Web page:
Early Mobilization of Patients in Intensive Care: Organization, Communication and Safety Factors that Influence Translation into Clinical Practice

  • C. L. Hodgson
  • E. Capell
  • C. J. Tipping
Part of the Annual Update in Intensive Care and Emergency Medicine book series (AUICEM)


Early mobilization in the intensive care unit (ICU) is currently a hot topic, with more than 15 randomized controlled trials (RCTs) in the past ten years including several high impact publications [1]. However, the largest studies of early mobilization have enrolled 300 patients, and the results of phase II randomized trials, pilot studies and observational studies have been used to encourage practice change [2, 3, 4, 5]. There are currently several international practice guidelines available, and early mobilization has consistently been reported as safe and feasible in the ICU setting [6]. There is no doubt that this early intervention in ICU shows exciting potential. The reported benefits of early mobilization, include reduced ICU‐acquired weakness, improved functional recovery within hospital, improved walking distance at hospital discharge and reduced hospital length of stay [1]. However, medical research has repeatedly demonstrated that the results of pilot studies...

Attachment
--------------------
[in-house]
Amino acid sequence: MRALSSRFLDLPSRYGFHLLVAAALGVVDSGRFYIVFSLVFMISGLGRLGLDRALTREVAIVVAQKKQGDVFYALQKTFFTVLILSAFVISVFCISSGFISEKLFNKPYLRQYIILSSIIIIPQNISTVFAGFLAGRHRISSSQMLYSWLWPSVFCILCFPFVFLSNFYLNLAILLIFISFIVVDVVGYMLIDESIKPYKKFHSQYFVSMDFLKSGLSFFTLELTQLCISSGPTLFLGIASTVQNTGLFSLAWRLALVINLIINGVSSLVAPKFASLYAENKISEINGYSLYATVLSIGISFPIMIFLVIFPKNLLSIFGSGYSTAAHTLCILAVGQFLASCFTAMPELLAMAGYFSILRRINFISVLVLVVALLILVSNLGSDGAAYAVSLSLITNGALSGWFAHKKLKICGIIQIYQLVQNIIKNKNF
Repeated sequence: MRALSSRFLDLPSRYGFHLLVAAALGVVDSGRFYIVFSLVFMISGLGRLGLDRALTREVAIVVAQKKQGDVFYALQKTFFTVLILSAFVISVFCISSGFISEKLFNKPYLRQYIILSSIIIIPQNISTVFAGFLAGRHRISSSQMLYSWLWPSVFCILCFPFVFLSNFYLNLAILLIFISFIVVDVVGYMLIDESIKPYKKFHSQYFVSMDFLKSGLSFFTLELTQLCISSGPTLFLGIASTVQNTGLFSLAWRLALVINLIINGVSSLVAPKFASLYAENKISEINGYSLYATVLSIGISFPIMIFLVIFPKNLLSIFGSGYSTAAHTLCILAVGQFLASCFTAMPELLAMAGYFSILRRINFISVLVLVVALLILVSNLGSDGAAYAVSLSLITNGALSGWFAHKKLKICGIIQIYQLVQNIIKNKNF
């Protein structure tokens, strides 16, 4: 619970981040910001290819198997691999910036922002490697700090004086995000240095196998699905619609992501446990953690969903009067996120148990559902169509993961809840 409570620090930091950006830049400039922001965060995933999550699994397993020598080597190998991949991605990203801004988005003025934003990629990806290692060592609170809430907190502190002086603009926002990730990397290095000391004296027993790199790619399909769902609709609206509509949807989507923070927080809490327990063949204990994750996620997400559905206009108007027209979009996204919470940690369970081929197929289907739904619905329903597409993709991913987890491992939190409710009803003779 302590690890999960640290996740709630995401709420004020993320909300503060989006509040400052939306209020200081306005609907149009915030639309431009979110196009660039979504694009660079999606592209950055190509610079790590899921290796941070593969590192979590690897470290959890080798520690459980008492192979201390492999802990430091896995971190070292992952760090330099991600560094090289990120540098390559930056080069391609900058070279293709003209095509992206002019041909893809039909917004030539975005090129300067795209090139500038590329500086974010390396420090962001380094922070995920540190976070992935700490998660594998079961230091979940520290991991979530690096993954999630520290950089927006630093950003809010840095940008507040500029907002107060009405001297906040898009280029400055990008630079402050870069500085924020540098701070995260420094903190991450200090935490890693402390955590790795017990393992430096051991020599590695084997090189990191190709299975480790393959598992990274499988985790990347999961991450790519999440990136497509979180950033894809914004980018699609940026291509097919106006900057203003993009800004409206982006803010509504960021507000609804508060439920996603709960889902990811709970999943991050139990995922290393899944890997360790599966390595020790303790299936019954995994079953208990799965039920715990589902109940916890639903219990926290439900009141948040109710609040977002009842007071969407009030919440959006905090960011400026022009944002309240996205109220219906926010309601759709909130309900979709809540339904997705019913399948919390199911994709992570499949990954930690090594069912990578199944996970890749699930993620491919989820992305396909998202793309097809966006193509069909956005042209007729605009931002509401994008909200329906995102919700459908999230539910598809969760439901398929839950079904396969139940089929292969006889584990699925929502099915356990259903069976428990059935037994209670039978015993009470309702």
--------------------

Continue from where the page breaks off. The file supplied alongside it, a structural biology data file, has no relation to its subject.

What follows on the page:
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Copyright information

© Springer International Publishing AG 2018

Authors and Affiliations

  1. 1.Australian and New Zealand Intensive Care Research Centre, School of Public Health and Preventive MedicineMonash UniversityMelbourneAustralia
  2. 2.Department of PhysiotherapyThe Alfred HospitalMelbourneAustralia

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